Low dose Radiotherapy over age 70 has minimal risks but can often drop pain by 1.9/10 in following issues – sore heel and achilles pains, knee pains, and trochanteric bursitis.
Int J Radiat Oncol Biol Phys. 2017 Jul 15;98(4):958-963. doi:
Low-Dose Radiation Therapy for Benign Painful Skeletal Disorders: The Typical Treatment for the Elderly Patient?
Micke O et al.
- 65 years or more has increased from 16.6% to 20.7%,
- average age rose from 41 to 43 years
- “group aged >70 years, and the group aged >80 years will quadruple
over the next 20 to 40 years.”
- painful skeletal disorders more difficult to treat over 70 as tolerance to both NSAIDs and opioids is low.
- German study – makes note that ” Nonmalignant indications for RT [radiotherapy] constitute approximately 10% to 30% of all patient treatments in most academic, public, and private RT facilities in Germany.”
- “Radiation therapy was performed with both linear accelerator and orthovoltage conditions. Single doses of 0.5 to 1.0 Gy and a total dose of 6.0 Gy per series were used.”
- calcaneodynia (sore heels)
- achillodynia (sore achilles)
- painful gonarthrosis (sore knee)
- painful bursitis trochanterica (lateral hip bursitis)
Reason use in elderly acceptable:
“reported lifetime risk of cancer induction is approximately 0.2% with low-dose joint irradiation, the main risk being induction of leukemia. However, the risk decreases with increasing age (8, 31, 32). Hence, in contrast to younger patients, low-dose RT in elderly patients can be used as a first treatment option too, because the carcinogenic
risk can be nearly neglected. Clearly, most radiation-induced malignancies have a latency of 15 to 30 years to develop, which will not play a role compared with the life expectancy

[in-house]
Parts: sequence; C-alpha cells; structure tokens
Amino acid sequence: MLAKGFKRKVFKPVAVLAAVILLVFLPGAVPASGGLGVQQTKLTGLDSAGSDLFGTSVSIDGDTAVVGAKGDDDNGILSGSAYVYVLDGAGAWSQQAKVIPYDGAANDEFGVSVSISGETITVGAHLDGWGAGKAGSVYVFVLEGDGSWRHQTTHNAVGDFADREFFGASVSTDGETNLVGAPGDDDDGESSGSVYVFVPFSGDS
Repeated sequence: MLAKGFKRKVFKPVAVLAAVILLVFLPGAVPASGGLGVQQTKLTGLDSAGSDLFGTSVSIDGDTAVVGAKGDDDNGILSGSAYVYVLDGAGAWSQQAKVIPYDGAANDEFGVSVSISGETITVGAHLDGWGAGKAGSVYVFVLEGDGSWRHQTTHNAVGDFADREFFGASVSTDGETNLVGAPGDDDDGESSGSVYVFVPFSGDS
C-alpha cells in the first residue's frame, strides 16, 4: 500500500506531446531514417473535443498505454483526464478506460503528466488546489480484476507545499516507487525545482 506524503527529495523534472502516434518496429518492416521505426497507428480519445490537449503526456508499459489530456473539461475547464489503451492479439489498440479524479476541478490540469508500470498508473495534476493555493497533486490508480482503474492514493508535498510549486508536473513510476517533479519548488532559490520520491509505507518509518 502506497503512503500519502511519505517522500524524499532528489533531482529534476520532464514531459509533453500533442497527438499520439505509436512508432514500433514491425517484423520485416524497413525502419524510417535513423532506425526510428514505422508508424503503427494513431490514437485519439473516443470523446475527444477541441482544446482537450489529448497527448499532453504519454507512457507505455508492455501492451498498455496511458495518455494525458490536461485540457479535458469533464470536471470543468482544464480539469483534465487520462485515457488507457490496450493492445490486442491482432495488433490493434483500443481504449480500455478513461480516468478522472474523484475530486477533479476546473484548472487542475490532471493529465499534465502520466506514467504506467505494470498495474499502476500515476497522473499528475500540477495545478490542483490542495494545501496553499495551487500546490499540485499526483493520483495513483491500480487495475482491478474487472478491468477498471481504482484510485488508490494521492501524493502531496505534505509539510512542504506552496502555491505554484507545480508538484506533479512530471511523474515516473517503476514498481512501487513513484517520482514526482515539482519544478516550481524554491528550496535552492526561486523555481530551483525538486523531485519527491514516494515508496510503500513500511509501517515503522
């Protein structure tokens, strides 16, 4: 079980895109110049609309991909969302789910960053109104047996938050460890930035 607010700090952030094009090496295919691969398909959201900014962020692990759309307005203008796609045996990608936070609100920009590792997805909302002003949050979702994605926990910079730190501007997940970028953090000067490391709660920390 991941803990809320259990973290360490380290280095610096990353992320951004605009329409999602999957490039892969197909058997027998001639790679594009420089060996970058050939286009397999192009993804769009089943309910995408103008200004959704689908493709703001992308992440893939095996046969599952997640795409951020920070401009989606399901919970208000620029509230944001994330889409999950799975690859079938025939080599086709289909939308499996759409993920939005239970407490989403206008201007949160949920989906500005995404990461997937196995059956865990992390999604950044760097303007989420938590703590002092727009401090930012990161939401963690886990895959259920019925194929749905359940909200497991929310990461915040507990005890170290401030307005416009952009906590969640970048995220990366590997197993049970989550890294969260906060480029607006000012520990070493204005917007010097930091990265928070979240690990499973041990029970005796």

of the population.”
- 33 (30.3%) free of pain,
- 21 (19.3%) marked improvement
- 18 (16.5%) some improvement,
- 37 (33.9%) no change.
Though results from knee werer often seen right away, most other conditions were not better until some time later:
Comment – Heel and achilles seem to respond very well. Knee pain will drop pain by 1.58/10 (6.32 to 4.74). Given that 4 is a level you can ignore, this is still a relevant change. Combine with acetaminophin and maybe low dose opioids this would be livable. Now to just convince radiotherapists…
More interest has been shown in its use for trochanteric bursitis:
Kaltenborn, Alexander, et al.
Low-dose external beam radiotherapy for greater trochanteric pain syndrome.
Strahlentherapie und Onkologie 193.4 (2017): 260-268.
- 60 patients (74 hips)
- low dose radiotherapy: 6 × 0.5 Gy in 29 hips, 6 × 1 Gy in 45
- initially “69% reported partial remission, 4% complete remission, no change 28%”
- 3 months later (n = 52 hips), the results were 37 partial, 33 complete, and 30% no change.
Comment – a 1/3 chance of cure and 1/3 chance of some better sounds pretty good. They looked at results at 18 months and they were:
21 partial, 51 cure , and 28% no better.
A game changer for me is finding that tenderized nerve tracts over the greater trochanter contribute to pain and these tracts are fed by pains from thoracolumbar area. Treating the thoracolumbar level and perineural injections (skin injections along tenderized tracts of D5W) makes a difference: